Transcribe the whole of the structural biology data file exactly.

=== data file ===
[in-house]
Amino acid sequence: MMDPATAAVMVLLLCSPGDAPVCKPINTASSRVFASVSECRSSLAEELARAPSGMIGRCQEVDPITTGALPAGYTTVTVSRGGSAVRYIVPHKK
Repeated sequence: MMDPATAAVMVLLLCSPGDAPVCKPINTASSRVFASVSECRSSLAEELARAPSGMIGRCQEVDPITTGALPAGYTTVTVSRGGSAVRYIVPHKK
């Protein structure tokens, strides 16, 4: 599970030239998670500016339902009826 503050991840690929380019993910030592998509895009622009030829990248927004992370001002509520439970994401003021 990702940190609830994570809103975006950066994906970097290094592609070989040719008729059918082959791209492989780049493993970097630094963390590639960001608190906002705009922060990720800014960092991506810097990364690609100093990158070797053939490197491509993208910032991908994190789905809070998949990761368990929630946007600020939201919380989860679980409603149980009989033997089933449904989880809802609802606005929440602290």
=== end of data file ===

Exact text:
[in-house]
Amino acid sequence: MMDPATAAVMVLLLCSPGDAPVCKPINTASSRVFASVSECRSSLAEELARAPSGMIGRCQEVDPITTGALPAGYTTVTVSRGGSAVRYIVPHKK
Repeated sequence: MMDPATAAVMVLLLCSPGDAPVCKPINTASSRVFASVSECRSSLAEELARAPSGMIGRCQEVDPITTGALPAGYTTVTVSRGGSAVRYIVPHKK
């Protein structure tokens, strides 16, 4: 599970030239998670500016339902009826 503050991840690929380019993910030592998509895009622009030829990248927004992370001002509520439970994401003021 990702940190609830994570809103975006950066994906970097290094592609070989040719008729059918082959791209492989780049493993970097630094963390590639960001608190906002705009922060990720800014960092991506810097990364690609100093990158070797053939490197491509993208910032991908994190789905809070998949990761368990929630946007600020939201919380989860679980409603149980009989033997089933449904989880809802609802606005929440602290």